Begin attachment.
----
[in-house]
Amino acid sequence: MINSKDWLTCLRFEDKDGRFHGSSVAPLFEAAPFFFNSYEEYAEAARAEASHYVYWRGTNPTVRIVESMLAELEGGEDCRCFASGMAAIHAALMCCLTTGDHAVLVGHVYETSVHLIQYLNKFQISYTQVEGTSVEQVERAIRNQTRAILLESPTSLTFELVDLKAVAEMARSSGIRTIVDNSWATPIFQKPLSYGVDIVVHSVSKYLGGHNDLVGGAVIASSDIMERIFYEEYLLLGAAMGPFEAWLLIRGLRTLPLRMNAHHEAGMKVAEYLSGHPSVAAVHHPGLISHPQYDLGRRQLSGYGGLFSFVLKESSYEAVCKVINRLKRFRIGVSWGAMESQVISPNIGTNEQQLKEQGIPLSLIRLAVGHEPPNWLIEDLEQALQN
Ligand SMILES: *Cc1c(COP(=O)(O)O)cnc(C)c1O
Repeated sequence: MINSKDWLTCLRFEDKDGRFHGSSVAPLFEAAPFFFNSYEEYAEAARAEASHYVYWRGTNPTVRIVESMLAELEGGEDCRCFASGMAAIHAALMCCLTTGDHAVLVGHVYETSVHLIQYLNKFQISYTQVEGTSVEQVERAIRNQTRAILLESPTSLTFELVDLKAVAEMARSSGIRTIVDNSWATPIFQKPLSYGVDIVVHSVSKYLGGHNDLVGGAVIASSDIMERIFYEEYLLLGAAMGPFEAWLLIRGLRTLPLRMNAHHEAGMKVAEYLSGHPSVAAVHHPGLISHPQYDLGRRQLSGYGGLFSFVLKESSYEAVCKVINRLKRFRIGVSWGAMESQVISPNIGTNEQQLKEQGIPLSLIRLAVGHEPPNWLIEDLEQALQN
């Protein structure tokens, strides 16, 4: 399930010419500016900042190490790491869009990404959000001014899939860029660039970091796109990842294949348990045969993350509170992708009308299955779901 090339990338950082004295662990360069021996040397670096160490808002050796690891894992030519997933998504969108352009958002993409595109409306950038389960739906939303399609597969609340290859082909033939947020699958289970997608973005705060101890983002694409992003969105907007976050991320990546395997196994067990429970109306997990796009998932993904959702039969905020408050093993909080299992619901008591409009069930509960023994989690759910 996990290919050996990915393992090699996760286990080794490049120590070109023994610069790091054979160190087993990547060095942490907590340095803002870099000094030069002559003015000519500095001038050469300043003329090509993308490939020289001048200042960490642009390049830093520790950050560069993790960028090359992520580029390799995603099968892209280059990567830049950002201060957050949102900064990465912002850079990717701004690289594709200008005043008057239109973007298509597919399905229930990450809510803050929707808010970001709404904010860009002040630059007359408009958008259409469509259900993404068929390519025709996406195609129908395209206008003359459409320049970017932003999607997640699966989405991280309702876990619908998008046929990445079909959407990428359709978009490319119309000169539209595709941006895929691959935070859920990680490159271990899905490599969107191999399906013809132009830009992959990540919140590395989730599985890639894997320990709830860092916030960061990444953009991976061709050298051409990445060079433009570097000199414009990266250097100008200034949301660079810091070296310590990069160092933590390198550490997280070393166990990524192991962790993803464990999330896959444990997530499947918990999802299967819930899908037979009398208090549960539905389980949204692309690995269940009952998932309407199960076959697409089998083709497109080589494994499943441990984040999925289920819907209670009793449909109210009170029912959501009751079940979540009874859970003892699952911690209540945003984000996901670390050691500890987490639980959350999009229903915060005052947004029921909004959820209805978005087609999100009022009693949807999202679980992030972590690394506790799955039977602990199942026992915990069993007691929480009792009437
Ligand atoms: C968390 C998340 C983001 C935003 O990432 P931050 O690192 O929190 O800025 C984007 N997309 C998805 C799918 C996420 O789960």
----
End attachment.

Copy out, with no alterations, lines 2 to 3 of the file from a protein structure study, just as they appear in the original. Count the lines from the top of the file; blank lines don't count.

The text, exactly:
Amino acid sequence: MINSKDWLTCLRFEDKDGRFHGSSVAPLFEAAPFFFNSYEEYAEAARAEASHYVYWRGTNPTVRIVESMLAELEGGEDCRCFASGMAAIHAALMCCLTTGDHAVLVGHVYETSVHLIQYLNKFQISYTQVEGTSVEQVERAIRNQTRAILLESPTSLTFELVDLKAVAEMARSSGIRTIVDNSWATPIFQKPLSYGVDIVVHSVSKYLGGHNDLVGGAVIASSDIMERIFYEEYLLLGAAMGPFEAWLLIRGLRTLPLRMNAHHEAGMKVAEYLSGHPSVAAVHHPGLISHPQYDLGRRQLSGYGGLFSFVLKESSYEAVCKVINRLKRFRIGVSWGAMESQVISPNIGTNEQQLKEQGIPLSLIRLAVGHEPPNWLIEDLEQALQN
Ligand SMILES: *Cc1c(COP(=O)(O)O)cnc(C)c1O